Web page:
Transit observations of exoplanets around bright host stars, together with advanced numerical modelling techniques and known astrophysical parameters (such as the host-star age and radiation environment), offer a unique tool for understanding the interaction of exoplanet upper atmosphere with the magnetospheres of their host stars. Hubble Space Telescope (HST) UV transmission spectroscopy and Spitzer secondary eclipse measurements of known, bright exoplanetary systems have been used to study a number of issues related to the upper atmospheres of exoplanets, including: space weather events (e.g. Lammer et al. 2011a; Lecavelier des Etangs et al. 2012); thermospheric structure (e.g. Koskinen et al. 2012); the exosphere-magnetosphere-stellar plasma environment (Holmström et al. 2008; Ekenbäck et al. 2010; Llama et al. 2011); outflow of planetary gas including atomic hydrogen (Vidal-Madjar et al. 2003; Ben-Jaffel 2007; Ben-Jaffel & Hosseini 2010; Ehrenreich et al. 2012), and heavy species such as carbon, oxygen and metals (Vidal-Madjar et al. 2004; Linsky et al. 2010; Fossati et al. 2010).
Moreover, transiting Earth-like or super-Earth exoplanets orbiting bright M-stars detected by PLATO can be used as a proxy for the early history of solar system planets such as Venus, Earth, and Mars. When young, these planets faced a much harsher UV radiation environment than today, closer to that produced by active M-dwarf stars (Lammer et al. 2011b; Lammer et al. 2012). PLATO detections of such terrestrial planets will allow for the study of EUV heated and extended upper atmospheres around Earth-type exoplanets follow up observations, as has already been demonstrated for other classes of exoplanets (e.g. Ehrenreich et al. 2015). The expected results of such observations are essential for testing early terrestrial atmosphere evolution hypotheses (Erkaev et al. 2013; Kislyakova et al. 2013).
To really examine the complex physics involved in the interaction of close-in exoplanets with their host stars, PLATO’s contribution of bright nearby systems will be essential. UV transmission spectroscopy, particularly examining Lyman alpha, is key for studying mass loss from hot Jupiters. Owing to the present lack of bright target stars, only four exoplanets (HD 209458b, WASP-12b, HD 189733b, and 55 Cancri b) are able to be studied in detail. WASP-12b is a particularly interesting and extreme hot Jupiter, but is too distant to be studied at Lyman alpha with the HST. By using the near-UV where the host star is much brighter, mass loss from WASP-12b was able to be detected (Fossati et al. 2010; Haswell et al. 2012), but without Lyman alpha data the quantitative comparison of the mass loss rate with models is uncertain. PLATO is expected to find hundreds of exoplanets orbiting nearby, bright stars, and follow-up of these discoveries will produce a step-change in our ability to probe the processes governing the catastrophic end-point of hot Jupiter evolution. Such observations will fundamentally improve our knowledge of the exoplanet-upper atmosphere-magnetosphere environments, and future space observatories such as the World Space Observatory-UV (WSO-UV) (Shustov et al. 2009, 2011; Gómez de Castro et al. 2011) will be able to take advantage of this legacy.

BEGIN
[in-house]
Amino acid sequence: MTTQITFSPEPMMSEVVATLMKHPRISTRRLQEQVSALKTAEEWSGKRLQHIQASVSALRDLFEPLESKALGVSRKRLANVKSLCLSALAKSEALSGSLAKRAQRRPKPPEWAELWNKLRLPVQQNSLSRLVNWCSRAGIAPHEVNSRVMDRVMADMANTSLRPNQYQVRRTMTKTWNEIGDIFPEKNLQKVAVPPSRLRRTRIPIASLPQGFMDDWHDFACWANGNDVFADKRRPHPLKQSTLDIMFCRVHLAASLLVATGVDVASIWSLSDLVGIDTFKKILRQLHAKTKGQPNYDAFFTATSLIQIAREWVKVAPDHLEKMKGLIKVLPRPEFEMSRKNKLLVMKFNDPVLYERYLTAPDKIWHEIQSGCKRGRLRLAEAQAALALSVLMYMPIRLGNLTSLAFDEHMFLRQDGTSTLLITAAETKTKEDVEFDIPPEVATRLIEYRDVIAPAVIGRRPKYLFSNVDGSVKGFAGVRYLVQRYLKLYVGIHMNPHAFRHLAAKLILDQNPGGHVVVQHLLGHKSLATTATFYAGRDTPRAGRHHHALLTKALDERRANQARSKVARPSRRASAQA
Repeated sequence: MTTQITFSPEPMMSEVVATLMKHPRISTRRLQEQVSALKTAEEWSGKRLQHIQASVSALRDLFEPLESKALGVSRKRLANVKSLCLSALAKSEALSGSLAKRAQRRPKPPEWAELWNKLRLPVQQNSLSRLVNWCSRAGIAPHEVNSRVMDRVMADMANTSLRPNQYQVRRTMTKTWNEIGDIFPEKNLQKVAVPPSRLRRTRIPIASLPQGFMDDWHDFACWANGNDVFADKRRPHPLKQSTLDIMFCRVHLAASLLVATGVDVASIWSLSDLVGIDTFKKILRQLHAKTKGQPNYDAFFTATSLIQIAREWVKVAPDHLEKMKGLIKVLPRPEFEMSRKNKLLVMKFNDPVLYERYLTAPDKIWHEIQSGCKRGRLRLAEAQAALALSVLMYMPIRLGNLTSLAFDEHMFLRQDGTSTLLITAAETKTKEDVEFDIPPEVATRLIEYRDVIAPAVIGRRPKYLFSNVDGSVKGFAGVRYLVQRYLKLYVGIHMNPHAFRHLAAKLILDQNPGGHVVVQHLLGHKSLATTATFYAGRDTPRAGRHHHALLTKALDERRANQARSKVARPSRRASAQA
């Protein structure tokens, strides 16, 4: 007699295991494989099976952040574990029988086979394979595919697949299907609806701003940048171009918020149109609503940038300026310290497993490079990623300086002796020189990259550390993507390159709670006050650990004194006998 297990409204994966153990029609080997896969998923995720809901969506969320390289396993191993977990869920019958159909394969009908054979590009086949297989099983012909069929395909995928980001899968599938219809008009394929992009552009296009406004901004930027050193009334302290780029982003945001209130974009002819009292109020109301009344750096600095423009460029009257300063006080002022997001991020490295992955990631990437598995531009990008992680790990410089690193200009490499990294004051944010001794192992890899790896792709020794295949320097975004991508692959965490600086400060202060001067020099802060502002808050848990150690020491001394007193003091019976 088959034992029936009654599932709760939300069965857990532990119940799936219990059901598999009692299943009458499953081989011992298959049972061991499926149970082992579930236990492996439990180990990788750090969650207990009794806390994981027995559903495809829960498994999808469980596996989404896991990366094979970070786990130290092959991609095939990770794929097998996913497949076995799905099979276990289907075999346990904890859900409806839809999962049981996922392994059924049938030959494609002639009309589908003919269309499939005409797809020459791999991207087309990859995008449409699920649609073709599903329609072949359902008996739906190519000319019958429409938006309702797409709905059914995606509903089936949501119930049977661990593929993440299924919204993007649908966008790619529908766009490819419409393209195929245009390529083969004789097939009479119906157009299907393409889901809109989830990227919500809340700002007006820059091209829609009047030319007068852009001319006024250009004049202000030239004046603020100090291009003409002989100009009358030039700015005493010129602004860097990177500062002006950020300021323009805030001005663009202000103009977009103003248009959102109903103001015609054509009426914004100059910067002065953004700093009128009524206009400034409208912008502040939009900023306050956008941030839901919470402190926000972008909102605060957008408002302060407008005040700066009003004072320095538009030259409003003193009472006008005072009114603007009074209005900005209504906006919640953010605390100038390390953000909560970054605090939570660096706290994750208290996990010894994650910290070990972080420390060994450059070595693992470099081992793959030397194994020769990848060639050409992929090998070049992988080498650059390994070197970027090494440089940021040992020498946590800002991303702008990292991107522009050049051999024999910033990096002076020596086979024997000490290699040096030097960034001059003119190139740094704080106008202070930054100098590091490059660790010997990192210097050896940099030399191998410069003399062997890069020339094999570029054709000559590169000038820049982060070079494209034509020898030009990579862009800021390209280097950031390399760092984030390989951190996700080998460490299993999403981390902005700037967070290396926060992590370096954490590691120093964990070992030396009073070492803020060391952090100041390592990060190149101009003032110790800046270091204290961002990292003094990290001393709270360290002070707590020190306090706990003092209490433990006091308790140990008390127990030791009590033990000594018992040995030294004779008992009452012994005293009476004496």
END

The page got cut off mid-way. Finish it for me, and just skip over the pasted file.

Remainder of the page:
PLATO will also detect small planets (mini-Neptunes, Rplanet~2‒4 RE) around A-stars. However, it might be that mini Neptunes do not exist at small distances for these stars, if the XUV-radiation is strong enough to erode the gaseous envelope. The minimum distance at which mini Neptunes are detected around A-stars therefore constrains the erosion of planetary atmospheres for stars with extreme environments.
Among the surprising findings from Kepleris the existence of a number of extremely close-in rocky bodies orbiting their host stars at periods of less than a day. Kepler-78b is an Earth-sized planet in an 8.5h orbit (Sanchís-Ojeda et al. 2013), Kepler-42c is a sub-Earth sized planet in an 11h orbit (Muirhead et al. 2012), and KIC 12557548b appears to be a disintegrating, Mercury-like object in a 16h orbit (Rappaport et al. 2012). These objects are fascinating from an evolutionary point of view, and may be remnant cores of hot Jupiter analogues to WASP-12b that are losing mass. Alternatively, they may have been rocky bodies throughout their evolution. In either case these objects, in particular KIC 12557548b with its prodigious mass loss, give an unprecedented opportunity to study the composition of exo-rocks through transmission spectroscopy. Unfortunately, the Keplerdiscoveries are distant, and hence the signal-to-noise of any follow-up observations will limit the scope of the inferences we can draw from them. PLATO will find many similar systems around nearby, bright targets.